Marcel: You will know what the gospel of jesus christ is by reading the book of mormon and praying to God

Marcel: even though those men wrote after christ death, they were inspired by God to write the record

Bob: Hmmm… Marcel, your first point seems like circular logic. I’m supposed to determine if the Book of Mormon is the gospel of Jesus Christ without knowing what the gospel of Jesus Christ is by reading a book that is claiming to be the gospel of Jesus Christ.  What evidence is there that it is the gospel of Jesus Christ?  Did Jesus write it?  Do you have evidence external to the book itself indicating that Jesus wrote it?

And, no response…

So, according to Ken and Marcel, D&C 131 is not official doctrine (though I’m sure apologists would claim that “the new and everlasting covenant of marriage” is just “temple marriage” and not polygamy, even though it was originally polygamy).  The number of wives god has just doesn’t matter enough to have an opinion about it.

And according to a former airline pilot, truth is “the gospel of Jesus Christ.”  Take that Merriam-Webster!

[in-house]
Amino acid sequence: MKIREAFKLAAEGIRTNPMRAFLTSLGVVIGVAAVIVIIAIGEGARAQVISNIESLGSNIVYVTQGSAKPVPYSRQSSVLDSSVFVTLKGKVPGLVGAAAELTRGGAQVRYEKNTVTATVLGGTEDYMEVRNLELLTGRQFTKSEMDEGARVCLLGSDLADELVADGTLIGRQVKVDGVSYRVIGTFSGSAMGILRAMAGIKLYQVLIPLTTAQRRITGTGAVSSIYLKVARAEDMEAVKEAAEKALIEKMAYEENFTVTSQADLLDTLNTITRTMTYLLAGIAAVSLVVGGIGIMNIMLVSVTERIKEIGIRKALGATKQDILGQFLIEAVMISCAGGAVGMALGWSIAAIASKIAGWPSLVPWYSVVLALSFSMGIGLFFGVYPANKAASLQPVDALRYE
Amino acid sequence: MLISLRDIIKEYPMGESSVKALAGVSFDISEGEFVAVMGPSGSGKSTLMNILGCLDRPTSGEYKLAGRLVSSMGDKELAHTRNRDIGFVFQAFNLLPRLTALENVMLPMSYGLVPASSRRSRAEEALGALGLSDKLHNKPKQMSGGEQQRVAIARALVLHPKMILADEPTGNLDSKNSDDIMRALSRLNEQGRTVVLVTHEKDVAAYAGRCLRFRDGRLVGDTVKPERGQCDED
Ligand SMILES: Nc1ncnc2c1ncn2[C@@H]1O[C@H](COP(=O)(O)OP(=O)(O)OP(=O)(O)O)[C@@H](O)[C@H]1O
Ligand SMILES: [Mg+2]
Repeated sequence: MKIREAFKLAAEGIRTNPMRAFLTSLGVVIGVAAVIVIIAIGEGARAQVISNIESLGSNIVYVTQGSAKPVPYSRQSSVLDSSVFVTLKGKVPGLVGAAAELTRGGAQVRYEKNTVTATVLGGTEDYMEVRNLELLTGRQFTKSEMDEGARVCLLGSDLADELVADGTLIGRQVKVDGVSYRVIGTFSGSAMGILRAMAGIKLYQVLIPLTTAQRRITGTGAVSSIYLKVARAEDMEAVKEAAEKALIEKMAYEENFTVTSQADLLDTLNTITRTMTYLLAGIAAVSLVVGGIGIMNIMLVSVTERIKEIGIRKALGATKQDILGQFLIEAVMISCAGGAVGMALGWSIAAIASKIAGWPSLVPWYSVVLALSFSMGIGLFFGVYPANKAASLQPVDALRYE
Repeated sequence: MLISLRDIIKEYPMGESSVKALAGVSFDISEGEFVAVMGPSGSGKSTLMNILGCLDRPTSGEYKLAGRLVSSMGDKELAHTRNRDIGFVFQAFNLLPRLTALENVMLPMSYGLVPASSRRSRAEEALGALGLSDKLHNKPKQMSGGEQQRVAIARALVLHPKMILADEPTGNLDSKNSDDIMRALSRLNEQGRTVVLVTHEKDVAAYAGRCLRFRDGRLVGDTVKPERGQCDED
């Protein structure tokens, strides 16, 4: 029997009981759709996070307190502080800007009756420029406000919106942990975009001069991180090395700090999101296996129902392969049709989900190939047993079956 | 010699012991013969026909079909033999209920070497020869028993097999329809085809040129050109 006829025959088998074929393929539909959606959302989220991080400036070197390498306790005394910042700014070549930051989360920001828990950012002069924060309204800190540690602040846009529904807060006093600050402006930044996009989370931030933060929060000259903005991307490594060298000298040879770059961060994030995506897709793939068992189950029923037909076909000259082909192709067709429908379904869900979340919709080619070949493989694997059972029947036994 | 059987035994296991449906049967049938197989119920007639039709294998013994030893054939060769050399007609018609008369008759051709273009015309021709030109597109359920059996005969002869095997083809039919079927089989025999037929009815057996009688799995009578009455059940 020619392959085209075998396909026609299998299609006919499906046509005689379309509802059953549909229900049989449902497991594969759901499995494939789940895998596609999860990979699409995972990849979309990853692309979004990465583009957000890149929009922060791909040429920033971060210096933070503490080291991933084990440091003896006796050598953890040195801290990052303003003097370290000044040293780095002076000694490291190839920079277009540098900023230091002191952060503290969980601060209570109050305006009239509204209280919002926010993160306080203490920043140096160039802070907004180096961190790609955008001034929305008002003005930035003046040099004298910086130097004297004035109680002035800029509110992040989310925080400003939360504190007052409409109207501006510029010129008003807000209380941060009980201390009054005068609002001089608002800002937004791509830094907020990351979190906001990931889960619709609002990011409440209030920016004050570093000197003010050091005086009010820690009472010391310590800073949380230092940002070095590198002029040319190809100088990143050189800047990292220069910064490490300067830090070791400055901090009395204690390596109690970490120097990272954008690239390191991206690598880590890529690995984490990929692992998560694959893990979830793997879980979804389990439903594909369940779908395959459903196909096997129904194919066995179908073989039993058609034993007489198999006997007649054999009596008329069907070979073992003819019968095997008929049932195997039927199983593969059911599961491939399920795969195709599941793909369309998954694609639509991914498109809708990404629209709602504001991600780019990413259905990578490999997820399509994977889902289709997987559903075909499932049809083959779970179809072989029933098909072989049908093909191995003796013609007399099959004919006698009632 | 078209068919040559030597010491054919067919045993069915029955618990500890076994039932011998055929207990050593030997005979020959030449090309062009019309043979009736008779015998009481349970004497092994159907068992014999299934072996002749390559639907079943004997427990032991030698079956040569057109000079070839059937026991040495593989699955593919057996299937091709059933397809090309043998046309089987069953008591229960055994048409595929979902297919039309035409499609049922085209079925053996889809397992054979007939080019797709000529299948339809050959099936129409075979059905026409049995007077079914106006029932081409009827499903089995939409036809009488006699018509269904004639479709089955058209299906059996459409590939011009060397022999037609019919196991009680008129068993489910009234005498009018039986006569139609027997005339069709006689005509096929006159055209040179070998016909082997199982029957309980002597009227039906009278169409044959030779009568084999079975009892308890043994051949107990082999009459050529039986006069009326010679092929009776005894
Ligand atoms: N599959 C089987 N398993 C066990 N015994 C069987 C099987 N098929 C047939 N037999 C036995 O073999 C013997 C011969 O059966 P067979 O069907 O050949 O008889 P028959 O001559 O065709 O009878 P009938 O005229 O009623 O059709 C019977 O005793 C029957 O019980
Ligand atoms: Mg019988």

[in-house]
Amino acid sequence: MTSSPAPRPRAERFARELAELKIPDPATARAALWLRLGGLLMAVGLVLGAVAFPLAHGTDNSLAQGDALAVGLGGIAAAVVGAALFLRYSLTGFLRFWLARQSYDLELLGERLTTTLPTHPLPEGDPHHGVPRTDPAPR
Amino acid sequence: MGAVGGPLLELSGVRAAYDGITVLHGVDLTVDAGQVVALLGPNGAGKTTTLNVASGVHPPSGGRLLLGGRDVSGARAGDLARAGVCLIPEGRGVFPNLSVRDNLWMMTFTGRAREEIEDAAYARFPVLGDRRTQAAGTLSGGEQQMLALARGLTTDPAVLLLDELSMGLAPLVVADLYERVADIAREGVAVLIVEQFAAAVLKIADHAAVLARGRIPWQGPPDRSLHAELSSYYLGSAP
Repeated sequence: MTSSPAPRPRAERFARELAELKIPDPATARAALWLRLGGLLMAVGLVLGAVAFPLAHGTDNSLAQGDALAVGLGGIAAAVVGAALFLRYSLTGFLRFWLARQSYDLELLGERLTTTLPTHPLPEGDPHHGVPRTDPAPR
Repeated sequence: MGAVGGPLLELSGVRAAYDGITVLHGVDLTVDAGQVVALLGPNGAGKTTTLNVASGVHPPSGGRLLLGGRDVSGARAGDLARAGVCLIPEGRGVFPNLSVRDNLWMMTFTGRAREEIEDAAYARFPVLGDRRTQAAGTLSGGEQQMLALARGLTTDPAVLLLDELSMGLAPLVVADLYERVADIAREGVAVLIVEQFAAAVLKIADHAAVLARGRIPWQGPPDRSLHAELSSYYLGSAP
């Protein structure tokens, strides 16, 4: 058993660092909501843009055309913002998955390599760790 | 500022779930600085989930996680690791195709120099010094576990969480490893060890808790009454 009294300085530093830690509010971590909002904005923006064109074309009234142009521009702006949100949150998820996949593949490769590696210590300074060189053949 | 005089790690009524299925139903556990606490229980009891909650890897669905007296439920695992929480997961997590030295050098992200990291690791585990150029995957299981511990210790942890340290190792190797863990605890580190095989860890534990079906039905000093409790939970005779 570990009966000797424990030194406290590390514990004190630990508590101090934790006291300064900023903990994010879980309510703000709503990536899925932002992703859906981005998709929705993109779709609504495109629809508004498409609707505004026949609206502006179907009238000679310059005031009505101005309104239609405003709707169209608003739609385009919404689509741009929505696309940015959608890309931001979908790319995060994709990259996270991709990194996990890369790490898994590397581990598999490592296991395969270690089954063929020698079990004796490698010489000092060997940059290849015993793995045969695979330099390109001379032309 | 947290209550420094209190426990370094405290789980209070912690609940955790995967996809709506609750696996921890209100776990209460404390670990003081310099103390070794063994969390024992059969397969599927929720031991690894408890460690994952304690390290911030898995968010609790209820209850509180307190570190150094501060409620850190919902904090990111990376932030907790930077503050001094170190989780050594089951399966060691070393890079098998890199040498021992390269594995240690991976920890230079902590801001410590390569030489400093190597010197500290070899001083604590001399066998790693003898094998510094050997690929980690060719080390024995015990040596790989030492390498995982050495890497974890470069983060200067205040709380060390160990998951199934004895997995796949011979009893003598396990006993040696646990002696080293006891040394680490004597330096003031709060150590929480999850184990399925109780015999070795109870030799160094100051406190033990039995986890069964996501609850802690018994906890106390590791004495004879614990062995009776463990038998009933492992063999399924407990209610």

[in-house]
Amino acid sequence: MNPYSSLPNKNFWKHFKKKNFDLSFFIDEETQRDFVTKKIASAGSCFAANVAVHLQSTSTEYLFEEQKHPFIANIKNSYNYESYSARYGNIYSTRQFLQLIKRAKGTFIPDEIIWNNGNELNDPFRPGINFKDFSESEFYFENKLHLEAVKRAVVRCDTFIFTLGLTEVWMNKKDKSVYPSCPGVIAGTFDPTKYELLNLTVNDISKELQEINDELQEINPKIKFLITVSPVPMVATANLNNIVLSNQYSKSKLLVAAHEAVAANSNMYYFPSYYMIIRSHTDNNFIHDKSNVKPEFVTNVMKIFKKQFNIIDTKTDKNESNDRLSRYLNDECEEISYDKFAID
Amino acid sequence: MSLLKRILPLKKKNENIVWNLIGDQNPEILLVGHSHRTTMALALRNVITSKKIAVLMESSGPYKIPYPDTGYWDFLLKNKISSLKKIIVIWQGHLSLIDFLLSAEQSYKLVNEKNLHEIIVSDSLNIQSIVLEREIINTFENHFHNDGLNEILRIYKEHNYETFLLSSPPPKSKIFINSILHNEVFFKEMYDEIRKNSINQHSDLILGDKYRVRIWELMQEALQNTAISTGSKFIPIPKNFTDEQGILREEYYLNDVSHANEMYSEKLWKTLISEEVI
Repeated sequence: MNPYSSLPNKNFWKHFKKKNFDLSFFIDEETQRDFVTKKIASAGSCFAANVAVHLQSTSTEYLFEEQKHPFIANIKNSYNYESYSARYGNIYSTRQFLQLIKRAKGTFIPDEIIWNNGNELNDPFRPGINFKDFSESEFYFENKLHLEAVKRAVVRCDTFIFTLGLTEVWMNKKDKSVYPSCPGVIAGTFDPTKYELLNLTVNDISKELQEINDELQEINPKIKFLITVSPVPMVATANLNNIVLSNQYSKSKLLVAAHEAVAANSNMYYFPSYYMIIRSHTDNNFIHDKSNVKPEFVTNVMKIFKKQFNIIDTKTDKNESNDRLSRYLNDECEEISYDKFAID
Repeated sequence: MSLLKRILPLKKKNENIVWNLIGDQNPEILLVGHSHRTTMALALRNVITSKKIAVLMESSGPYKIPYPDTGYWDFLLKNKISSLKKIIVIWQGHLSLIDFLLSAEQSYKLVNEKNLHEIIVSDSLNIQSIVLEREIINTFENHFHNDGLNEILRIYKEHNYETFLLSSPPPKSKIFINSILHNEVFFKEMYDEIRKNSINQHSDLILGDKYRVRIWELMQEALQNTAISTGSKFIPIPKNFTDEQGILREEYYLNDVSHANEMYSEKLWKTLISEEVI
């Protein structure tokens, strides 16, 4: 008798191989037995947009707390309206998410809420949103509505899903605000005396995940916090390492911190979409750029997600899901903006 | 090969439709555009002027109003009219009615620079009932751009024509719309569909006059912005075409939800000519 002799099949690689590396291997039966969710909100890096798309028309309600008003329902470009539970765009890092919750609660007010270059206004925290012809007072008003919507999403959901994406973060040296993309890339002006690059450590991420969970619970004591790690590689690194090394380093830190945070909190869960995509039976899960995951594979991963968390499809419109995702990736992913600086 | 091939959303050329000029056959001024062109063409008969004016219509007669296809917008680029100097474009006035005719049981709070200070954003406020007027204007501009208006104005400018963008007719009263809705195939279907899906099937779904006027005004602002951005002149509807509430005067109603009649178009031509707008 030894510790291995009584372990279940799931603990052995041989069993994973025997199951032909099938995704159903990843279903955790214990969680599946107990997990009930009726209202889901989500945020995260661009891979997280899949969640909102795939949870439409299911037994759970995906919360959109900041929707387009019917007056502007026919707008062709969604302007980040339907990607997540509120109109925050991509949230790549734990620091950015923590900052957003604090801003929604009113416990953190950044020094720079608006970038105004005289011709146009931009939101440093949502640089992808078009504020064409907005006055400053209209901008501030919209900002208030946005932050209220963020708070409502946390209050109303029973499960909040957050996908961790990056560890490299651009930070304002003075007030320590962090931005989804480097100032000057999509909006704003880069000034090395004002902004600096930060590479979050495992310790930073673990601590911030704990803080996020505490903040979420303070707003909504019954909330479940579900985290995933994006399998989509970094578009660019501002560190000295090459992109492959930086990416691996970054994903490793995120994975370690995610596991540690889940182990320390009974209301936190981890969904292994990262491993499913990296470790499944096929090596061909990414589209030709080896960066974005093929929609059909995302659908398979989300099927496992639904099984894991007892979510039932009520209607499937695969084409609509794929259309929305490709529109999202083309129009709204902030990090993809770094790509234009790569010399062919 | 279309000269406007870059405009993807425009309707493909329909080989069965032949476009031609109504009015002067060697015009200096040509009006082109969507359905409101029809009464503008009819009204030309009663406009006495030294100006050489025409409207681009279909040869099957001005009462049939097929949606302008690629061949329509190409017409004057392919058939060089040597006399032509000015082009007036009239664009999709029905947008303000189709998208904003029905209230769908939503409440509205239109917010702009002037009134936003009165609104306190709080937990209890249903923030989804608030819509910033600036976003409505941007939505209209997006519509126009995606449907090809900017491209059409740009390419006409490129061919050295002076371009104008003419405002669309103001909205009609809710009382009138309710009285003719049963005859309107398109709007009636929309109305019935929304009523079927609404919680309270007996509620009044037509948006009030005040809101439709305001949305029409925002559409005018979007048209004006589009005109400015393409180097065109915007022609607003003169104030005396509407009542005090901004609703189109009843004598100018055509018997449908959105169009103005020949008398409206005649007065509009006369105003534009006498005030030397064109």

Missionary Chat: Gods & Planets

I’m kind of enjoying chatting with the missionaries online.  Since it’s on my own terms, it’s kind of nice.  Here’s my discussion from this week:

Joey: Hello.

Sean: Hello!

Bob (me): Hi. I have a question for the two of you.

Sean: Ok.

Bob: Do you, personally, believe that, after you die, you will become gods and get to create your own planets?

Joey: We believe that we have the potential to inherit all that God hath. We don’t know what that will look like literally.  There is a great article on the subject if you would be interested in reading in more detail.  (posted link to recent article)

Bob: I read the article. I know what it says.  I want to know what Joey and Sean (you two) personally believe.

Joey: I believe that just as a seed grows up to be a strong tree just like the tree it fell from, we have the potential to grow up to be just like our Father in whose image we were created.

Bob: Nice metaphor, Joey.  Can I take that to mean that you believe you can become a god?

Joey: I believe I have divine potential to become like God. I don’t believe that I will replace God, nor do I believe that I know of all the powers I will have as far as creating worlds and such. I do believe, however, that I will be able to have children with my wife in heaven as an eternal divine being.

Bob: Excellent.  And Sean, what do you believe?